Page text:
The psalm calls Israel to praise with the singer, and tells the ground of their joyful songs (Psalms 22:23-24). Here the absence of any reference to the relation which the New Testament reveals between these sufferings and that praise is to be noted as an instance of the gradual development of prophecy. "We are not yet on the level of Isaiah 53:1-12." (Kirkpatrick, "Psalms," 152). The close of this part speaks of a sacrifice of which "the humble shall eat and be satisfied"-"I will pay my vows"-i.e. the thank offerings vowed when in trouble. The custom of feasting on the "sacrifices for peace offering for thanksgiving" {Leviticus 7:15} is here referred to, but the ceremonial garb covers spiritual truth. The condition of partaking in this feast is humility, that poverty of spirit which knows itself to be hungry and unable to find food for itself. The consequence of partaking is satisfaction-a deep truth reaching far beyond the ceremonial emblem. A further result is that "your heart shall live forever"-an unmeaning hyperbole, but in one application of the words. We penetrate to the core of the psalm in this part, when we read it in the light of Christ’s words, "My flesh is meat indeed, and my blood is drink indeed," and when we connect it with the central act of Christian worship, the Lord’s Supper.

The universal and perpetual diffusion of the kingdom and knowledge of God is the theme of the closing strain (Psalms 22:27-31). That diffusion is not definitely stated as the issue of the sufferings or deliverance, but the very fact that such a universal knowledge comes into view here requires that it should be so regarded, else the unity of the psalm is shattered. While, therefore, the ground alleged in Psalms 22:28 for this universal recognition of God is only His universal dominion we must suppose that the history of the singer as told to the world is the great fact which brings home to men the truth of God’s government over and care for them. True, men know God apart from revelation and from the gospel, but He is to them a forgotten God, and the great influence which helps them to "remember and turn to Jehovah" is the message of the Cross and the Throne of Jesus.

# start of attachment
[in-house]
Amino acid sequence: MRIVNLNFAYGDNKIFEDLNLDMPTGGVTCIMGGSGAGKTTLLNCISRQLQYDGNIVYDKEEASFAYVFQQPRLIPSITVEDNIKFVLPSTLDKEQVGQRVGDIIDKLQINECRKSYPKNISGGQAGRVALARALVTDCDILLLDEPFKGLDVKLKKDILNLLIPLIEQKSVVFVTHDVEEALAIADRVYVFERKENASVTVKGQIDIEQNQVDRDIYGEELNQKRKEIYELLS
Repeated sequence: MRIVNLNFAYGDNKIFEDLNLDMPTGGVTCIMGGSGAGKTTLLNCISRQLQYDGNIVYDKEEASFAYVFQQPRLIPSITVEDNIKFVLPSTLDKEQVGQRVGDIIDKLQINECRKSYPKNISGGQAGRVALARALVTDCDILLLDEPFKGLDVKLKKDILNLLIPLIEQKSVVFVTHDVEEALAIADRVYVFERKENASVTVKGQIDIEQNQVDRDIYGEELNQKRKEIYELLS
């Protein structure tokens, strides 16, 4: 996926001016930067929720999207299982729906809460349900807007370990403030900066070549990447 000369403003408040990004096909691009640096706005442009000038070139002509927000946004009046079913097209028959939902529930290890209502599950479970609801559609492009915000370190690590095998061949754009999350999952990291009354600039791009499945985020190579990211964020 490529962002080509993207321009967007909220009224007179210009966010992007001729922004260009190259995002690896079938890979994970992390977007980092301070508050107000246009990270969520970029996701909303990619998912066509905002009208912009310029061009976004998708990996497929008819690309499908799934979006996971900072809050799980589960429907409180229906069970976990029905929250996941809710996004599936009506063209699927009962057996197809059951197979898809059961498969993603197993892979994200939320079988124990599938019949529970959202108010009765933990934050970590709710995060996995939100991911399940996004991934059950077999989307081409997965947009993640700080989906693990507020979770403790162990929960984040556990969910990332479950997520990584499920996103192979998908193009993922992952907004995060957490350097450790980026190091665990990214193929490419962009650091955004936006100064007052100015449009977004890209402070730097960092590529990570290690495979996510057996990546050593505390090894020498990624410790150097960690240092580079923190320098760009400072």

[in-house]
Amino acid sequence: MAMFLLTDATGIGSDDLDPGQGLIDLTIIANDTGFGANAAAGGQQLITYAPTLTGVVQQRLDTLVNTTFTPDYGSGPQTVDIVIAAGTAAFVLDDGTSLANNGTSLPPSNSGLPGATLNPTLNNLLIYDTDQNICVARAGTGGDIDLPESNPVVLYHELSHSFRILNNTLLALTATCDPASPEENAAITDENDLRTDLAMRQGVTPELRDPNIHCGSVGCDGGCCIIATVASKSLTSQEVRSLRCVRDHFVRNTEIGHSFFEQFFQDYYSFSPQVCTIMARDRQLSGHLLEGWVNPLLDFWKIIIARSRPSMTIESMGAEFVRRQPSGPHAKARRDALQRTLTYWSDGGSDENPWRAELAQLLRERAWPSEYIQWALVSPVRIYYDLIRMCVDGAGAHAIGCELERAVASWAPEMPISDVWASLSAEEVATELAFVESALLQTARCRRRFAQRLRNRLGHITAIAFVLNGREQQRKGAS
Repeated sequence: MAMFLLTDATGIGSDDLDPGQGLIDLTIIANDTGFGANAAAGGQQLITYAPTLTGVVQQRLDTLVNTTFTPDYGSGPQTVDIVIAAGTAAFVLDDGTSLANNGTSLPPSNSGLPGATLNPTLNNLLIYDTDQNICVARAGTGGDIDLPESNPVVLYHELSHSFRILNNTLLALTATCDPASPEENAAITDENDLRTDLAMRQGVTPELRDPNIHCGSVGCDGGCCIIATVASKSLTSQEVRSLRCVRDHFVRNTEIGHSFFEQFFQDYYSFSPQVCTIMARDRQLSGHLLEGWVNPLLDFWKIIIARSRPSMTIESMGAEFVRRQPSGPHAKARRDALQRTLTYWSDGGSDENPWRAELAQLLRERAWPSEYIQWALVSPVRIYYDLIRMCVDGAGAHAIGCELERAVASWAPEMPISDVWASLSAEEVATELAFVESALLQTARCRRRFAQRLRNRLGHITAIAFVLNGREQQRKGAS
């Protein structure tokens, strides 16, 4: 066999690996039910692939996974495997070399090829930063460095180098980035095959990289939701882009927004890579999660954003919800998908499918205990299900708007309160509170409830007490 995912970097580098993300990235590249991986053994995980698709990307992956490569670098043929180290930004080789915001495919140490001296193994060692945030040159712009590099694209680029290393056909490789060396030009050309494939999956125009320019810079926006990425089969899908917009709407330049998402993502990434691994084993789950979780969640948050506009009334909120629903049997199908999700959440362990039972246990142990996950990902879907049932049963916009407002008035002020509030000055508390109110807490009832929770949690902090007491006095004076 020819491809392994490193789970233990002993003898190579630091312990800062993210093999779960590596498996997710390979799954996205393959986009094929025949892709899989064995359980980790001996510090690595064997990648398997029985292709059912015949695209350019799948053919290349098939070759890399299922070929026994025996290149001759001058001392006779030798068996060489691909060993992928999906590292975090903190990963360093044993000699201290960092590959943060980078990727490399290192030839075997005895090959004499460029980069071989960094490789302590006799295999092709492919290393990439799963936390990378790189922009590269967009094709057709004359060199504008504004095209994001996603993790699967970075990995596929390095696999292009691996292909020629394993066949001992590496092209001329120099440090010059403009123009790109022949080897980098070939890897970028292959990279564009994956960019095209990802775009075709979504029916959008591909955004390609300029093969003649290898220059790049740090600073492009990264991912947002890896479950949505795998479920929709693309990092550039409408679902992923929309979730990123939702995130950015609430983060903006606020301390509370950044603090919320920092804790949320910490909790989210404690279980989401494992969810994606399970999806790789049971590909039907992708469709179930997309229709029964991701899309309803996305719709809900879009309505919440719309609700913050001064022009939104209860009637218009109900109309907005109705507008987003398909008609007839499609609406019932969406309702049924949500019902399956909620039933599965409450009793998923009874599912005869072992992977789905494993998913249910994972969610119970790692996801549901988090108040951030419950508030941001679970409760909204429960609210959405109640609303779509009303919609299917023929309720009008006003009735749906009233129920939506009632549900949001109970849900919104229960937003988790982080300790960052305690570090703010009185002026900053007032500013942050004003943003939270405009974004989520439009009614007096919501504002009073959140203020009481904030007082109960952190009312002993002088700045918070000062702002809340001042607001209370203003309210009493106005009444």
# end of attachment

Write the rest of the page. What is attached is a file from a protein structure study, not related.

The psalm had just laid down the condition of partaking in the sacrificial meal as being lowliness, and (Psalms 22:29) it prophecies that the "fat" shall also share in it. That can only be, if they become "humble." Great and small, lofty and low must take the same place and accept the food of their souls as a meal of charity. The following words are very difficult, as the text stands. There would appear to be a contrast intended between the obese self-complacency; of the prosperous and proud, and the pauper-like misery of "those who are going down to the dust" and who "cannot keep their soul alive," that is, who are in such penury and wretchedness that they are all but dead. There is a place for ragged outcasts at the table side by side with the "fat on earth." Others take the words as referring to those already dead, and see here a hint that the dim regions of Sheol receive beams of the great light and some share in the great feast. The thought is beautiful, but too remote from anything else in the Old Testament to be adopted here. Various attempts at conjectural emendations and redivision of clauses have been made in order to lighten the difficulties of the verse. However attractive some of these are, the existing reading yields a not unworthy sense, and is best adhered to.

As universality in extent, so perpetuity in duration is anticipated for the story of the psalmist’s deliverance and for the praise to God thence accruing. "A seed shall serve Him." That is one generation of obedient worshippers. "It shall be told of Jehovah unto the [next] generation." That is, a second, who shall receive from their progenitors, the seed that serves, the blessed story. "They shall declare His righteousness unto a people that shall be born." That is, a third, which in its turn receives the good news from parents’ lips. And what is the word which thus maintains itself living amid dying generations, and blesses each, and impels each to bequeath it as their best treasure to their successors? "That He hath done." Done what? With eloquent silence the psalm omits to specify. What was it that was meant by that word on the cross which, with like reticence, forbore to tell of what it spoke? "He hath done." "It is finished." No one word can express all that was accomplished in that sacrifice. Eternity will not fully supply the missing word, for the consequences of that finished work go on unfolding forever, and are forever unfinished, because forever increasing.

Bibliographical Information
Nicoll, William R. "Commentary on Psalms 22". "The Expositor's Bible Commentary". https://www.studylight.org/commentaries/eng/teb/psalms-22.html.